Art News

Psychedelic History Revs Up in Denver With the Family Dog Van

The Family Dog van was left in the woods.
The Family Dog van was left in the woods. Willard Lewis Snow
A piece of history will find its way to Denver's Dive Inn on Sunday, July 31. The Family Dog van, now owned by Chris Stames, was a driving force during the San Francisco psychedelic scene of the ’60s, when a collective that became known as the Family Dog hosted concerts with the likes of the Grateful Dead, Janis Joplin, the Charlatans and Jefferson Airplane.

“The collective was originally based out of Detroit and operated under the name the Arts West Movement," Stames explains. "But in 1964 or 1965, the group moved out to Haight-Ashbury due to the low housing prices.” It hosted some of the city's first first psychedelic rock events in the basement "Ball Room" of a rented mansion. Because so many members of the collective had dogs, they adopted the Family Dog name, which later morphed into Family Dog Productions.
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Charlatans, with Big Brother and the Holding Company, including Janis Joplin.
Herb Green
Even with dozens of dogs, one particular pooch named Sancho led the pack. The free-spirited pup belonged to Homicz and was known to be "the alpha male of the pack," Stames says. "A free-roaming dog, coming and going as he pleased, in and around the Haight-Ashbury neighborhood." Sancho's portrait is seen on both sides of the van's body, next to the Family Dog name. The splashy paint job, which includes a mandala across the roof, was done in 1965 by Stanley "Mouse" Miller, a revered psychedelic artist.

The colorful van was the collective's primary mode of transportation, and would haul all concert necessities up and down the West Coast. “From the streets of Haight-Ashbury to the free concert at Golden Gate Park and all along the beach parties of the late ’60s, the truck was there," Stames says.

As the group's enterprise grew, the Family Dog began hosting bigger events, and the collective hired a team of talented graphic artists to design and promote handbills for upcoming shows. These artists became known as "The Big 5" and included Stanley Mouse, Rick Griffin, Wes Wilson, Alton Kelly and Victor Moscoso. Their posters drew in greater crowds and become a staple of the psychedelic rock scene.

But the Family Dog was not just a part of San Francisco's history; it also made waves in Denver. With the collective's blessing, Barry Fey opened a branch in the Mile High City in 1967, located at 1601 West Evans Avenue. Although the club had a short run, closing in 1968, it showcased some of rock and roll's biggest stars, including Janis Joplin, Jimi Hendrix, the Doors and the Grateful Dead. The site is now home to a strip club, PT's Showclub.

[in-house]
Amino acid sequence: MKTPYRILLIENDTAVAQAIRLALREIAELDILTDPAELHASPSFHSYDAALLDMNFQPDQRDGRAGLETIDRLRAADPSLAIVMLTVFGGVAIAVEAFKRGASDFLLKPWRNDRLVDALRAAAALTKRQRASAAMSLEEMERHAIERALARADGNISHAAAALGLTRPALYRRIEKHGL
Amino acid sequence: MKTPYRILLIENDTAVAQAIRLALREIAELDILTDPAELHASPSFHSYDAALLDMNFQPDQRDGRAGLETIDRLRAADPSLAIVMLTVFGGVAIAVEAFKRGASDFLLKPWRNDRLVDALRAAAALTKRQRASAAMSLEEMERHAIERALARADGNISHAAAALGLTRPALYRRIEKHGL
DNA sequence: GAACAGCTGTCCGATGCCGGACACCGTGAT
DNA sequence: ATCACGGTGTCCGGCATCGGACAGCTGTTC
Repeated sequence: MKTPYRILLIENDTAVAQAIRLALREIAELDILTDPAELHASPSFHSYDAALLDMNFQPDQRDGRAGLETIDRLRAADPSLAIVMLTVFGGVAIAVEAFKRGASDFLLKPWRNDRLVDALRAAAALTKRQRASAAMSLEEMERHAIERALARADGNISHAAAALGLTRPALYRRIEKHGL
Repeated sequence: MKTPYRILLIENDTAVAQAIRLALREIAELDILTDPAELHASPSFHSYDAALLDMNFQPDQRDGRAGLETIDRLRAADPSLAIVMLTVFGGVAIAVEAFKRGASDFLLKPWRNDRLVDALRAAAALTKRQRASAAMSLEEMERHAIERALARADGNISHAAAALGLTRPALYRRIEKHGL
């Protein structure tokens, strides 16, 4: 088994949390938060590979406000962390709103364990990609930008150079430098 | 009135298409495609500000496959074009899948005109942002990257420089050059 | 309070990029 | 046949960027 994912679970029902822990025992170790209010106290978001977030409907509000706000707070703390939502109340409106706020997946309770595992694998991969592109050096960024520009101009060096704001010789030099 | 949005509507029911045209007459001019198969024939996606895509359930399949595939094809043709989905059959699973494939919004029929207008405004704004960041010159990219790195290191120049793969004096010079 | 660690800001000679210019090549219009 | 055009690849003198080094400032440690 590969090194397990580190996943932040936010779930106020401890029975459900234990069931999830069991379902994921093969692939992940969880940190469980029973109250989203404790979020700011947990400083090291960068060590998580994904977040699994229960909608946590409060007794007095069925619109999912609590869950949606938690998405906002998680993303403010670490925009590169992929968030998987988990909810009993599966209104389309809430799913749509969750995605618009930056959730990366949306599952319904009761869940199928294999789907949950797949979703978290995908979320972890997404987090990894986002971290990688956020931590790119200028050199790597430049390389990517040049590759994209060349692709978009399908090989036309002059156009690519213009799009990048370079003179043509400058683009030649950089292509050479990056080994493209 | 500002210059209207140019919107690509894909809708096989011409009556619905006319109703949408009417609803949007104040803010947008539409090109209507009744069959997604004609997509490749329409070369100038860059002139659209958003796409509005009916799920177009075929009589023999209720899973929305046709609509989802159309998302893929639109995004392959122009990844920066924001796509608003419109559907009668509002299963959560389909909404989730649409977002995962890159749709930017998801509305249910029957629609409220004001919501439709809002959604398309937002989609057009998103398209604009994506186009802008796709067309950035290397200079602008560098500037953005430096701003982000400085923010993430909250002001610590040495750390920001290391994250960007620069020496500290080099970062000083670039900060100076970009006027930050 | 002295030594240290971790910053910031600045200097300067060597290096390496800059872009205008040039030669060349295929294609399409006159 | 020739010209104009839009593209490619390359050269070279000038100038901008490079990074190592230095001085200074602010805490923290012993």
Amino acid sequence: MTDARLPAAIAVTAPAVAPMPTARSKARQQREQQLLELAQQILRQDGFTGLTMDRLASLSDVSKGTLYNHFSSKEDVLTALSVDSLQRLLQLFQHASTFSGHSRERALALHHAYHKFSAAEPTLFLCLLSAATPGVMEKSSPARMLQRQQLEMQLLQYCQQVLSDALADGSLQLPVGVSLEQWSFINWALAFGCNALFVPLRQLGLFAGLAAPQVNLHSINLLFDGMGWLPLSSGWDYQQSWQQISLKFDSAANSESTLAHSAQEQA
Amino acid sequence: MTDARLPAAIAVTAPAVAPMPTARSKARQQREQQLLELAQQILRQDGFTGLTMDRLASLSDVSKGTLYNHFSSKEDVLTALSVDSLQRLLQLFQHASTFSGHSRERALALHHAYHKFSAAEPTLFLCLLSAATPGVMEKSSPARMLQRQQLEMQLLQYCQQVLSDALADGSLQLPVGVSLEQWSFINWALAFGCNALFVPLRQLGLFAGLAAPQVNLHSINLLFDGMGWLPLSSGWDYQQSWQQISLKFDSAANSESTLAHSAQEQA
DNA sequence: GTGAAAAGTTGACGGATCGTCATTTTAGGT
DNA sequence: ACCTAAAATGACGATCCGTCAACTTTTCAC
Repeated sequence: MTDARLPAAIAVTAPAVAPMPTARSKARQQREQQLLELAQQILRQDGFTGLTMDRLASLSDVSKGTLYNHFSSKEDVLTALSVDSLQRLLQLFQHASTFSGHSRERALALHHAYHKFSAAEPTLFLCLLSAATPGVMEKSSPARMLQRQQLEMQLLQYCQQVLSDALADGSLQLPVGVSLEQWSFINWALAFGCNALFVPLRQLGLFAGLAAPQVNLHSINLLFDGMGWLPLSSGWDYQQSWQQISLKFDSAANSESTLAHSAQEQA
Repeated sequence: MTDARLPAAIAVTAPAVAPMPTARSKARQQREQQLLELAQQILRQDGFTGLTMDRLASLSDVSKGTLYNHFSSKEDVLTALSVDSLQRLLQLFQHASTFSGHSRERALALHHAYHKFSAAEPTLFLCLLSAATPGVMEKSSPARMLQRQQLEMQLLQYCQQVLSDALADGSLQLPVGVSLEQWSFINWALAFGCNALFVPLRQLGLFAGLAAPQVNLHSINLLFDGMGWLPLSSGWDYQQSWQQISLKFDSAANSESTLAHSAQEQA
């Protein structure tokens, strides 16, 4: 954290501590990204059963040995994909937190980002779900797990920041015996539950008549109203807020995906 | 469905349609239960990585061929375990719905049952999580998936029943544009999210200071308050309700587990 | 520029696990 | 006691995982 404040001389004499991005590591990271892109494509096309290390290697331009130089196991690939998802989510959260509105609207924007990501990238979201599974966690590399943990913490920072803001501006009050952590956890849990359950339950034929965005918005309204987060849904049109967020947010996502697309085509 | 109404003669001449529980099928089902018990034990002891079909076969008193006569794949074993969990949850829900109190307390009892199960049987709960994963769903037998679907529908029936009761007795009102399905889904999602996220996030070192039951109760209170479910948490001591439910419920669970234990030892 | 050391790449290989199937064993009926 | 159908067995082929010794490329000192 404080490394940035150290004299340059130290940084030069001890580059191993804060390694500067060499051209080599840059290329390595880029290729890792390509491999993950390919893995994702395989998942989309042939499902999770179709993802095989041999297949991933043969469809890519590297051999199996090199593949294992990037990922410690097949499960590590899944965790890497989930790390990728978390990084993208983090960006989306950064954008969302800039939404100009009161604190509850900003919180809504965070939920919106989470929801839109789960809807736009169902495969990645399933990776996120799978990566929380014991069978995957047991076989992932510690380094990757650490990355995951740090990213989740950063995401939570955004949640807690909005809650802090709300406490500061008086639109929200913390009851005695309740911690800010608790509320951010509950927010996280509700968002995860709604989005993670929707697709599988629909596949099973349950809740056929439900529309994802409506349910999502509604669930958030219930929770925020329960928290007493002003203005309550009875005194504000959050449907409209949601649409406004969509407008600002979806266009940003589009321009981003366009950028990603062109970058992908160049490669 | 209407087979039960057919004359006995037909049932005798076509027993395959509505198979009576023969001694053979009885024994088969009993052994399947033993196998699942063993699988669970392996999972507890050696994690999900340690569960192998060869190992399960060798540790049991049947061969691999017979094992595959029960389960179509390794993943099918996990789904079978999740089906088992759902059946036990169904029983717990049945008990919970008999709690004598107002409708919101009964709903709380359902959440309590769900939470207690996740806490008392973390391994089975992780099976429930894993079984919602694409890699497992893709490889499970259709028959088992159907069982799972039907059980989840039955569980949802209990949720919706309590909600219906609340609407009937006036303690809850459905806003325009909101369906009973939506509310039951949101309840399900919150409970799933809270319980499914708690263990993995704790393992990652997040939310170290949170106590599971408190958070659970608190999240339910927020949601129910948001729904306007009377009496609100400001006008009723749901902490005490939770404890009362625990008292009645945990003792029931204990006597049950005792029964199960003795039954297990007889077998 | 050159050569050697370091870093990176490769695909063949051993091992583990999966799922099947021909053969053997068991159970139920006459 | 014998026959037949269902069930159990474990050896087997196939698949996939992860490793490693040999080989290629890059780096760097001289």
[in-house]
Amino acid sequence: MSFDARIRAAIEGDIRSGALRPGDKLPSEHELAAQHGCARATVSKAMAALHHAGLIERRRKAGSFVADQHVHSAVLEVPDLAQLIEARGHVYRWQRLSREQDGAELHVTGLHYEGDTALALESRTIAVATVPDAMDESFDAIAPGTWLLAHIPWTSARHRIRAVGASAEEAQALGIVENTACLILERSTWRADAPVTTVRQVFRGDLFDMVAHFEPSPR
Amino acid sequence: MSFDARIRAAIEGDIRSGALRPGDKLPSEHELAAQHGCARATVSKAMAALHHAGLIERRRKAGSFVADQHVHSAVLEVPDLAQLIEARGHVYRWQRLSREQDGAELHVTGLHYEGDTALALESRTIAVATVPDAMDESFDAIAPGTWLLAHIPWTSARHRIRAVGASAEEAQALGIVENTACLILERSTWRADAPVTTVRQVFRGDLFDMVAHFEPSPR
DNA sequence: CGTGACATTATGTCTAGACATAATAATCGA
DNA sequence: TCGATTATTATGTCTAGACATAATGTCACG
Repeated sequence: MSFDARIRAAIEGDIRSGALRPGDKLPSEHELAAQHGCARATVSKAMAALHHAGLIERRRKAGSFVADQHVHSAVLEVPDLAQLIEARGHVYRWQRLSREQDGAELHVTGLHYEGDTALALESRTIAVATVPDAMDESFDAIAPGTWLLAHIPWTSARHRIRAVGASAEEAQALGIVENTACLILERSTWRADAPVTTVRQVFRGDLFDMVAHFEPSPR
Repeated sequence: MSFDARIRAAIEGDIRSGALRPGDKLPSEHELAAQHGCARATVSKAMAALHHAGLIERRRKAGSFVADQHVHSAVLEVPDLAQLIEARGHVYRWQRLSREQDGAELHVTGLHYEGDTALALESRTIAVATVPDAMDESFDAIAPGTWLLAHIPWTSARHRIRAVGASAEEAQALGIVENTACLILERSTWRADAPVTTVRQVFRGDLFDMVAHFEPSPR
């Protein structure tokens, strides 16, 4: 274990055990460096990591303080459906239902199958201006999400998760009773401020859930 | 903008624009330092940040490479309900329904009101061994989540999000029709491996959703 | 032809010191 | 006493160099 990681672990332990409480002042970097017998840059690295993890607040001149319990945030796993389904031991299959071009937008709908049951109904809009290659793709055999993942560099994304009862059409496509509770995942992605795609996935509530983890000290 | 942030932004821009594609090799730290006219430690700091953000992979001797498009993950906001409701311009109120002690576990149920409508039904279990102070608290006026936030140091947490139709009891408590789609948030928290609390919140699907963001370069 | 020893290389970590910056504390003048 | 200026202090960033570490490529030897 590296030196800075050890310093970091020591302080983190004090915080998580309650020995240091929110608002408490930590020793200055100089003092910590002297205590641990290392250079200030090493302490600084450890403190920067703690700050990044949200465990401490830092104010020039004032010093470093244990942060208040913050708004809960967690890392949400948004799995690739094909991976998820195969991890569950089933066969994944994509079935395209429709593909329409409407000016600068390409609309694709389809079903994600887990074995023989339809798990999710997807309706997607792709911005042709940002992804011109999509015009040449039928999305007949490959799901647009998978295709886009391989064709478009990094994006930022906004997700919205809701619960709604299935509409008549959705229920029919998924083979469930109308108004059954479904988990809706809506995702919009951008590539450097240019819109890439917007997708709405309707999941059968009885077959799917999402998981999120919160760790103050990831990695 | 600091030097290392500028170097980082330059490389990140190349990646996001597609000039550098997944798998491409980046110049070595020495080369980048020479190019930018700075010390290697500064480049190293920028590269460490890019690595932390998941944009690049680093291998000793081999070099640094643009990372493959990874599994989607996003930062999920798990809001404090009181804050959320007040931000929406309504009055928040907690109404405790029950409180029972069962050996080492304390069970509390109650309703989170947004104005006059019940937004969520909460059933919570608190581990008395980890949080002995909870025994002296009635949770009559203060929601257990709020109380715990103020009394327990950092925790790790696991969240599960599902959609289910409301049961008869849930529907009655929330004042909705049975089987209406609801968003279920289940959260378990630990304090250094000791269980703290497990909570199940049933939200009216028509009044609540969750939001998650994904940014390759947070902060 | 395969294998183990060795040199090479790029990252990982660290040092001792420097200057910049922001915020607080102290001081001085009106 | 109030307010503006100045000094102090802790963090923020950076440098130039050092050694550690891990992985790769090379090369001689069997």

The San Francisco Family Dog, lasted until April 19, 1970, with the Grateful Dead and the New Riders of the Purple Sage as its last performers.

Homicz moved to Garberville, California, at the southern end of the state's redwood forest. The Family Dog van broke down on the 200-plus mile on the trip, and he decided to abandon the seventeen-year-old former plumber's truck deep in the woods, where its hippie paint job started to fade.
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The Family Dog truck today.
Chris Stames
Enter Stames, a born-and-raised Denverite and a lover of psychedelic history. He'd heard of the Family Dog van from a friend, Rusty Goldman, who had posted a photo of the truck on his popular Professor Poster Facebook page. Goldman had actually helped move equipment from the truck when he was sixteen with “his older brother, who ran around with the Charlatans, the Dead and the Merry Pranksters," says Stames. "It was because of these bands' association with the Family Dog that Rusty got involved with the truck to begin with."

Both Goldman and Stames thought the truck to be "lost to history, for all time," Stames says. But last November, Stames found the truck buried in a Facebook ad. He immediately forwarded the information to Goldman, who told him he didn't have time for the restoration endeavor. Stames then mentioned the van to his neighbor, who agreed to pool his money with Stames to buy it. While he backed out of the restoration project, he still gave Stames funds to buy the car, who says he's now the "accidental owner of the Family Dog panel truck."

Stames will bring the truck to the Dive Inn for a grand unveiling party on July 31, complete with a light show to a soundtrack showcasing the psychedelic music of the late ’60s. The event will also include a showing of the award-winning documentary The Tale of the Dog, which documents the history of Denver's branch of the Family Dog.

The Family Dog van is the focus of a larger restoration process, which Stames says could cost $150,000; he's created a GoFundMe page to help finance the effort. He hopes to place the van in the Smithsonian's San Francisco exhibit, and has also reached out to the National Register of Historic Places and the Historical Vehicle Registry to see if the truck could be included.

Family Dog van unveiling, 7 p.m. to midnight Sunday, July 31, Dive Inn, 1380 South Broadway. Admission is free, and food and drink will be available for purchase; find out more here.
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